A well-reasoned opinion of the district court in Spriggs, 660 F. Supp. 789, held the $1,000 assessment to be a minimum penalty. That court, in a case identical to the one presented here, rejected the government's contention, based on the legislative history of the 1984 amendment, that penalties should be assessed for each transaction. The court observed that under the government's interpretation, two promoters with identical incomes would be subject to unequal penalties solely based on how many sales were involved. Under the contrary interpretation, the penalties assessed on the hypothetical promoters would be identical, based on 10% of the identical income. We agree with the logic of the Spriggs court that " [t]he proper interpretation of the statute applies the penalties evenly to all promoters." Id. at 792.

The government argues for deference to the IRS interpretation because it is a position adopted by the federal agency charged with the administration of tax laws. We should accord deference to an agency "whenever its interpretation provides a reasonable construction of the statutory language and is consistent with legislative intent." Securities Industry Ass'n v. Board of Governors, 468 U.S. 207, 217, 104 S. Ct. 3003, 3009, 82 L. Ed. 2d 158 (1984) (citations and footnote omitted). Judicial deference is afforded to adopted Treasury Regulations. See Commissioner v. Portland Cement Co. of Utah, 450 U.S. 156, 169, 101 S. Ct. 1037, 1045, 67 L. Ed. 2d 140 (1981). The government concedes that no Treasury Regulation has been adopted regarding this penalty. Since the government's interpretation in this situation strikes us as being neither consistent with legislative intent nor a reasonable construction of the statute, we do not agree that deference is appropriate.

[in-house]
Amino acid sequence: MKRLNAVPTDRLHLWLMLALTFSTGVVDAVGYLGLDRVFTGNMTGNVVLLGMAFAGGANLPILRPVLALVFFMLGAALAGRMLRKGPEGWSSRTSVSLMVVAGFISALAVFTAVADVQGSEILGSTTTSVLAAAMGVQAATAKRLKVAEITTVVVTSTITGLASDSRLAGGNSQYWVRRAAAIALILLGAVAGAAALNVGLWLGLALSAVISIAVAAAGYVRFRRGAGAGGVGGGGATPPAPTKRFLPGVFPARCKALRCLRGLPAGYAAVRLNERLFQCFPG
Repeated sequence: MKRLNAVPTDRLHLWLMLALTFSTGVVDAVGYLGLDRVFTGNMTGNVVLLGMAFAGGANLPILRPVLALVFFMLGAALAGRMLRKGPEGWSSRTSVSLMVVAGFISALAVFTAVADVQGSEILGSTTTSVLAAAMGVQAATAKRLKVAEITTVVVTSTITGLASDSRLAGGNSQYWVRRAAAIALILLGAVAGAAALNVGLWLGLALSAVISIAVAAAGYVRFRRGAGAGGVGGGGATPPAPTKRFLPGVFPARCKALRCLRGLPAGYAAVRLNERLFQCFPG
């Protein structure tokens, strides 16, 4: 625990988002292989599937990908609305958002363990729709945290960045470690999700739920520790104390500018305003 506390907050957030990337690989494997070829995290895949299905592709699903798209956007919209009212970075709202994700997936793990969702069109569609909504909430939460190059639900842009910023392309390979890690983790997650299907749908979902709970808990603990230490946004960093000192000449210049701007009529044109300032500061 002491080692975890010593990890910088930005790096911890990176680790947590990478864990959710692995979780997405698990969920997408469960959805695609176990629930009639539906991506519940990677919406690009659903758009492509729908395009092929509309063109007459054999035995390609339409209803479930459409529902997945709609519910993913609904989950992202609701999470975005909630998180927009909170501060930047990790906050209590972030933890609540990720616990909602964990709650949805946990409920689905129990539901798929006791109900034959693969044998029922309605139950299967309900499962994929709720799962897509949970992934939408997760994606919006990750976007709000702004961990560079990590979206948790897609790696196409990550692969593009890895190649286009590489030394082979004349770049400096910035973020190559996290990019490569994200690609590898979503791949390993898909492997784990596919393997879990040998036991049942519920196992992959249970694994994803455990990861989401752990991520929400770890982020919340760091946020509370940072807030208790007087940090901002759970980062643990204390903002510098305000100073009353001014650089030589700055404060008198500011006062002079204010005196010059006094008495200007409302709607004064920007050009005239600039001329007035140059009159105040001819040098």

The government argues against calculating penalties on an annual basis. However, 26 U.S.C. § 6671(a) states specifically that "penalties and liabilities provided for by this subchapter ... shall be assessed and collected in the same manner as taxes ..." The subchapter referred to, 68B, includes section 6700 penalties. While this provision is not necessarily conclusive of the issue, it is of substantial significance that taxes are assessed and collected on an annualized basis. Consistency would seem to support the wisdom of holding that section 6700 should be treated the same.

In summary, we hold that the penalties imposed under section 6700 are to be calculated based on the gross income derived from the abusive tax shelter. The flat fee comes into play as a minimum penalty only when the percentage would yield a fine of less than $1,000.

The judgment of the district court is AFFIRMED.


This section was amended by the Tax Reform Act of 1984, Pub. L. No. 98-369 Sec. 143(a), 98 Stat. 494, 682 (1984), which raised the penalty from 10% to 20% of gross income derived from "such activity." See 26 U.S.C. § 6700 (Supp. III 1985)


Although the IRS Commissioner may waive a portion of the penalty, under section 6700(b), the full amount could be assessed